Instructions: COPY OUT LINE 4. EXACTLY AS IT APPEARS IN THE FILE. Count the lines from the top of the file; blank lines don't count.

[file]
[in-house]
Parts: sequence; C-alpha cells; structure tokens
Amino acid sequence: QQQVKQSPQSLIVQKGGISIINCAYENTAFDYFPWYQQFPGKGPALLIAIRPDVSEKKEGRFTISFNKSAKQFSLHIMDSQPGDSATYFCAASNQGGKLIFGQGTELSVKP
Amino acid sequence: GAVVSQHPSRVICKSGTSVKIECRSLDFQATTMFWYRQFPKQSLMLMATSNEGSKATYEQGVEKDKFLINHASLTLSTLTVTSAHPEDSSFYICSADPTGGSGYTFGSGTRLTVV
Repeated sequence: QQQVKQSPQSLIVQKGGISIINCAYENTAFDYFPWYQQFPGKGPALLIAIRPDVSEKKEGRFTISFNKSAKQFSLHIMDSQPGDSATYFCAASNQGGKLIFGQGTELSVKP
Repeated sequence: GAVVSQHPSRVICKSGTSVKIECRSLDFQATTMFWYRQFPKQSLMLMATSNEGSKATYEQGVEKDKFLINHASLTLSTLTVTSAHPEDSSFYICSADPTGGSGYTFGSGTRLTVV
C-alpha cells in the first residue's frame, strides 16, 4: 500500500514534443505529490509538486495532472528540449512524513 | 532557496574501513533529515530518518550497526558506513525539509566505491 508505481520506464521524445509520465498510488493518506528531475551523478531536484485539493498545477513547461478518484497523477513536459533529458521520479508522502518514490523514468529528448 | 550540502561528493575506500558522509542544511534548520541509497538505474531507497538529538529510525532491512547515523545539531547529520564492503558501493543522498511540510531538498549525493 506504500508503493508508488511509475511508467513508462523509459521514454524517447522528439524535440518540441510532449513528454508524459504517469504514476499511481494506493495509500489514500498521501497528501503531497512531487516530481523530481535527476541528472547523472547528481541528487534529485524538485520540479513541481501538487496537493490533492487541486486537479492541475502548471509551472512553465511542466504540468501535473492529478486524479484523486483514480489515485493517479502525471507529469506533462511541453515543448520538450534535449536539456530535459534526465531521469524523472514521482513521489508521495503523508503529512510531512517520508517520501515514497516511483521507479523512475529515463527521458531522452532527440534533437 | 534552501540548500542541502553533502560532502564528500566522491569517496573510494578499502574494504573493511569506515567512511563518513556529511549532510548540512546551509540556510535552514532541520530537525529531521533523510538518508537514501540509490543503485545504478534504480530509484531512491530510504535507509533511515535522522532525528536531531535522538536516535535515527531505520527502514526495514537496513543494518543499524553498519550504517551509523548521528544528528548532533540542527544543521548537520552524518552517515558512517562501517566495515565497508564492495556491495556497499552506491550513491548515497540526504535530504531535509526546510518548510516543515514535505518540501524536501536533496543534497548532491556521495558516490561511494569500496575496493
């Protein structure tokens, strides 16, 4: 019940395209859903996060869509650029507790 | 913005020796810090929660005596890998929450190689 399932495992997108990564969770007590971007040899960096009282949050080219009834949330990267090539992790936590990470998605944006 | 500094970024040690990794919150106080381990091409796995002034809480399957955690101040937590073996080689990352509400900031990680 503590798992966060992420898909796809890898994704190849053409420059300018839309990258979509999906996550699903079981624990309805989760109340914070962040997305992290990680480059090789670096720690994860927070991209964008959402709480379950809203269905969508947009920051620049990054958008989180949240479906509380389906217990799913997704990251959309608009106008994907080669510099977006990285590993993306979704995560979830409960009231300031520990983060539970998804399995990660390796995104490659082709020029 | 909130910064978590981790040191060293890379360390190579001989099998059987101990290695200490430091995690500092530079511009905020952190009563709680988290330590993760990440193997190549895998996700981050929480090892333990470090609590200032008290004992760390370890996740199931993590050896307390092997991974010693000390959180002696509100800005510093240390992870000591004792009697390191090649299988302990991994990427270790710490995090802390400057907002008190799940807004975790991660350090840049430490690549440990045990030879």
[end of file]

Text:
Amino acid sequence: GAVVSQHPSRVICKSGTSVKIECRSLDFQATTMFWYRQFPKQSLMLMATSNEGSKATYEQGVEKDKFLINHASLTLSTLTVTSAHPEDSSFYICSADPTGGSGYTFGSGTRLTVV